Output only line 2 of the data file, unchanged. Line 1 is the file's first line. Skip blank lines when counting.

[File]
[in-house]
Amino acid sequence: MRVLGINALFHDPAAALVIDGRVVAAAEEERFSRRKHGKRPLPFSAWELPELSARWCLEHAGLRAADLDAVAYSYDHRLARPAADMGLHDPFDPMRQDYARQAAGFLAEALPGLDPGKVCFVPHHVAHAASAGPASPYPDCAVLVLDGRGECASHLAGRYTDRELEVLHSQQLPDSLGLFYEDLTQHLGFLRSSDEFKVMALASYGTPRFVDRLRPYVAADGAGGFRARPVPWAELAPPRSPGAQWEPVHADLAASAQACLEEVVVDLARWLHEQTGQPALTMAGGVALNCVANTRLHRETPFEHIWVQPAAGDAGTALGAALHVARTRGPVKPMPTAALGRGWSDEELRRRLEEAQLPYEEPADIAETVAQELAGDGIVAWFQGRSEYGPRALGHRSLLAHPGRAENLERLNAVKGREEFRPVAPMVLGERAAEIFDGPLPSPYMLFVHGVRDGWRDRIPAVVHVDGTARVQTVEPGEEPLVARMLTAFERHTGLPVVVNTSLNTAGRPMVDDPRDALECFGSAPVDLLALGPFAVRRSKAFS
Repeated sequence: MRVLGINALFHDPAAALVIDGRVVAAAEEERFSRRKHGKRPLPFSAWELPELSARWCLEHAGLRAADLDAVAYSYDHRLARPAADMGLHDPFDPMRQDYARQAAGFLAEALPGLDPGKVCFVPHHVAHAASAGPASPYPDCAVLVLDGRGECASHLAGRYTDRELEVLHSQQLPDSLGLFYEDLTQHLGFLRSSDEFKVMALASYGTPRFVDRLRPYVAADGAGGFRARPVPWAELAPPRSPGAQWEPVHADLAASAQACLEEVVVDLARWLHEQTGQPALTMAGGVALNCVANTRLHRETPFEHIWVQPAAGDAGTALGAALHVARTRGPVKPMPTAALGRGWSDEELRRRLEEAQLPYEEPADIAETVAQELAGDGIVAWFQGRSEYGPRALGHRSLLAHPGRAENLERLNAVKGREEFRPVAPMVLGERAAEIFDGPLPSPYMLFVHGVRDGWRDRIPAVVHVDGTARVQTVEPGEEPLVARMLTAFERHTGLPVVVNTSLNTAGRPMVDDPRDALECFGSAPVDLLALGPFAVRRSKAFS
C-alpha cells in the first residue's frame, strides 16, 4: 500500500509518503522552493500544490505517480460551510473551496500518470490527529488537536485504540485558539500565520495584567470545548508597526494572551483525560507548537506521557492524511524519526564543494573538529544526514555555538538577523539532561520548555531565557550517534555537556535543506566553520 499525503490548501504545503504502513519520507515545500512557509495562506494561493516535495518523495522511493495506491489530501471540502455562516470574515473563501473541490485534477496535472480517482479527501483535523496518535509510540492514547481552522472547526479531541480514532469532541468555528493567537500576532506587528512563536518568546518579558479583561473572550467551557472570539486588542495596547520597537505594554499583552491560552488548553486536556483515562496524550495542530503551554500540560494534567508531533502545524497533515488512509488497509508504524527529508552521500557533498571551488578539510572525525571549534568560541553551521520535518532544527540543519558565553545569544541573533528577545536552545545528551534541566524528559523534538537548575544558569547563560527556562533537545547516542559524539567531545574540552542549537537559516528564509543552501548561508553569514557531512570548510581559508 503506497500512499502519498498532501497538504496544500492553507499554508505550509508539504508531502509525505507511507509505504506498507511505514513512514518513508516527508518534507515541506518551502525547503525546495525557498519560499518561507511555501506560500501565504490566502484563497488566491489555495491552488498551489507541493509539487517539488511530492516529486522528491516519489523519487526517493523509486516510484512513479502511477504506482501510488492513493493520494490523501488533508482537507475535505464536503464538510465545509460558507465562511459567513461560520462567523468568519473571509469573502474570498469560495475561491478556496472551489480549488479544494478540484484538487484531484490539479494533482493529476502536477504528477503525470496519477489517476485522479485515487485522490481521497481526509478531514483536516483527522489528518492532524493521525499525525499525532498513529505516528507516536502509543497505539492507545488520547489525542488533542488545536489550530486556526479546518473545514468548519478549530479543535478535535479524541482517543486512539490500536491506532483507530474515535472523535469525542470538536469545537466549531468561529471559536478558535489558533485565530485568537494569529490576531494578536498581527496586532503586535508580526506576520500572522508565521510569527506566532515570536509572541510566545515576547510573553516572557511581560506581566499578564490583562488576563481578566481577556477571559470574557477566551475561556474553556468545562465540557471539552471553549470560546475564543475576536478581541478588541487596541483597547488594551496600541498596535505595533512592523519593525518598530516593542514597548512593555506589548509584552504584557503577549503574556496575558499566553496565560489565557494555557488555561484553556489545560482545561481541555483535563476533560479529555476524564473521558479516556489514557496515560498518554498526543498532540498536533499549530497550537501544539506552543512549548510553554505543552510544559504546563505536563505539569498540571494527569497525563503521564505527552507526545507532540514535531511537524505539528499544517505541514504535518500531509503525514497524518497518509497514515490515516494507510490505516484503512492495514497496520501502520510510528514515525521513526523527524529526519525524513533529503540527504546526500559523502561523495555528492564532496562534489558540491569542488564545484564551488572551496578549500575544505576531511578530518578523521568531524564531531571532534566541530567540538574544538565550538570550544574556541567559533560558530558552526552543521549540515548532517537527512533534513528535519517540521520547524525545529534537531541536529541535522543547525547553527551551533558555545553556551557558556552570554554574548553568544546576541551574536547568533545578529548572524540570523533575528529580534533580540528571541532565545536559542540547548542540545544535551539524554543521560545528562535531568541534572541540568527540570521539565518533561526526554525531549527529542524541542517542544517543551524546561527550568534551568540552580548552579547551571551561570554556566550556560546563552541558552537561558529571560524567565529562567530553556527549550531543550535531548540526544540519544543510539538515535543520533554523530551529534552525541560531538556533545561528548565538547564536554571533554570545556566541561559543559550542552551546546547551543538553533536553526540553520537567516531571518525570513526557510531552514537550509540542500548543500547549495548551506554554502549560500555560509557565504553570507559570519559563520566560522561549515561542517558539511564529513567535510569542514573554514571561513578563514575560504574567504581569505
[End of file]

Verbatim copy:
Amino acid sequence: MRVLGINALFHDPAAALVIDGRVVAAAEEERFSRRKHGKRPLPFSAWELPELSARWCLEHAGLRAADLDAVAYSYDHRLARPAADMGLHDPFDPMRQDYARQAAGFLAEALPGLDPGKVCFVPHHVAHAASAGPASPYPDCAVLVLDGRGECASHLAGRYTDRELEVLHSQQLPDSLGLFYEDLTQHLGFLRSSDEFKVMALASYGTPRFVDRLRPYVAADGAGGFRARPVPWAELAPPRSPGAQWEPVHADLAASAQACLEEVVVDLARWLHEQTGQPALTMAGGVALNCVANTRLHRETPFEHIWVQPAAGDAGTALGAALHVARTRGPVKPMPTAALGRGWSDEELRRRLEEAQLPYEEPADIAETVAQELAGDGIVAWFQGRSEYGPRALGHRSLLAHPGRAENLERLNAVKGREEFRPVAPMVLGERAAEIFDGPLPSPYMLFVHGVRDGWRDRIPAVVHVDGTARVQTVEPGEEPLVARMLTAFERHTGLPVVVNTSLNTAGRPMVDDPRDALECFGSAPVDLLALGPFAVRRSKAFS